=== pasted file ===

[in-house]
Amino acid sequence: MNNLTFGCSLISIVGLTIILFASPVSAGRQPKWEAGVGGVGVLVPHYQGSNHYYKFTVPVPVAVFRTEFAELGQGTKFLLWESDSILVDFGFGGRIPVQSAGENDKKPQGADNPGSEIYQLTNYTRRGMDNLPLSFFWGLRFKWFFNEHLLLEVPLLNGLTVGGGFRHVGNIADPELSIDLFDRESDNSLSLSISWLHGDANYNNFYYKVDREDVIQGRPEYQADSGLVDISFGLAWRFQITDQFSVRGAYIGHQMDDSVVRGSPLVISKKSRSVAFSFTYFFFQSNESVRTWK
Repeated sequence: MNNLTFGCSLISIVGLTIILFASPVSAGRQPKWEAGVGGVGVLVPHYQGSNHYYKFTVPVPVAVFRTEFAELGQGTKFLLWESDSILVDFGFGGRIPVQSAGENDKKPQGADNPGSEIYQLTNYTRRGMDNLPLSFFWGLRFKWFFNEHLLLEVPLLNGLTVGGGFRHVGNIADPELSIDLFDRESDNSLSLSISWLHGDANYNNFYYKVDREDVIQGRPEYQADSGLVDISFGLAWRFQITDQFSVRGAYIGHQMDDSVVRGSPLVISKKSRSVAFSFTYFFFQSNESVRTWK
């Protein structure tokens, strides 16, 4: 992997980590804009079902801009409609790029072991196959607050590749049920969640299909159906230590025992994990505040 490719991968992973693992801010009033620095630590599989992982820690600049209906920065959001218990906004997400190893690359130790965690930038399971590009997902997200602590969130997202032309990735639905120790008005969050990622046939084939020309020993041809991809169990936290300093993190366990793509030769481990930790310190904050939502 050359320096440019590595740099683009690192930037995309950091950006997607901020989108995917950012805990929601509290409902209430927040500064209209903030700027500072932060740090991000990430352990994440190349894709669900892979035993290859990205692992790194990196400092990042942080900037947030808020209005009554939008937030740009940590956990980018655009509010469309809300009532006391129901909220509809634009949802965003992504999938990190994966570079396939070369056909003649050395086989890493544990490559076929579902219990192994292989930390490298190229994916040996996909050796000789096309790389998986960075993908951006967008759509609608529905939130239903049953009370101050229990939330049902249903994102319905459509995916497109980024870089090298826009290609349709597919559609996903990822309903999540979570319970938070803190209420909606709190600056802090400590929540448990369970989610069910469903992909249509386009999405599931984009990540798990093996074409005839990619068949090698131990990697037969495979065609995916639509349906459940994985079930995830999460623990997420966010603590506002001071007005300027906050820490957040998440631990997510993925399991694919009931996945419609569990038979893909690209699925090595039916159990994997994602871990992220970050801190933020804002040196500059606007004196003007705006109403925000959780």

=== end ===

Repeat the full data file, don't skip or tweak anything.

[in-house]
Amino acid sequence: MNNLTFGCSLISIVGLTIILFASPVSAGRQPKWEAGVGGVGVLVPHYQGSNHYYKFTVPVPVAVFRTEFAELGQGTKFLLWESDSILVDFGFGGRIPVQSAGENDKKPQGADNPGSEIYQLTNYTRRGMDNLPLSFFWGLRFKWFFNEHLLLEVPLLNGLTVGGGFRHVGNIADPELSIDLFDRESDNSLSLSISWLHGDANYNNFYYKVDREDVIQGRPEYQADSGLVDISFGLAWRFQITDQFSVRGAYIGHQMDDSVVRGSPLVISKKSRSVAFSFTYFFFQSNESVRTWK
Repeated sequence: MNNLTFGCSLISIVGLTIILFASPVSAGRQPKWEAGVGGVGVLVPHYQGSNHYYKFTVPVPVAVFRTEFAELGQGTKFLLWESDSILVDFGFGGRIPVQSAGENDKKPQGADNPGSEIYQLTNYTRRGMDNLPLSFFWGLRFKWFFNEHLLLEVPLLNGLTVGGGFRHVGNIADPELSIDLFDRESDNSLSLSISWLHGDANYNNFYYKVDREDVIQGRPEYQADSGLVDISFGLAWRFQITDQFSVRGAYIGHQMDDSVVRGSPLVISKKSRSVAFSFTYFFFQSNESVRTWK
């Protein structure tokens, strides 16, 4: 992997980590804009079902801009409609790029072991196959607050590749049920969640299909159906230590025992994990505040 490719991968992973693992801010009033620095630590599989992982820690600049209906920065959001218990906004997400190893690359130790965690930038399971590009997902997200602590969130997202032309990735639905120790008005969050990622046939084939020309020993041809991809169990936290300093993190366990793509030769481990930790310190904050939502 050359320096440019590595740099683009690192930037995309950091950006997607901020989108995917950012805990929601509290409902209430927040500064209209903030700027500072932060740090991000990430352990994440190349894709669900892979035993290859990205692992790194990196400092990042942080900037947030808020209005009554939008937030740009940590956990980018655009509010469309809300009532006391129901909220509809634009949802965003992504999938990190994966570079396939070369056909003649050395086989890493544990490559076929579902219990192994292989930390490298190229994916040996996909050796000789096309790389998986960075993908951006967008759509609608529905939130239903049953009370101050229990939330049902249903994102319905459509995916497109980024870089090298826009290609349709597919559609996903990822309903999540979570319970938070803190209420909606709190600056802090400590929540448990369970989610069910469903992909249509386009999405599931984009990540798990093996074409005839990619068949090698131990990697037969495979065609995916639509349906459940994985079930995830999460623990997420966010603590506002001071007005300027906050820490957040998440631990997510993925399991694919009931996945419609569990038979893909690209699925090595039916159990994997994602871990992220970050801190933020804002040196500059606007004196003007705006109403925000959780």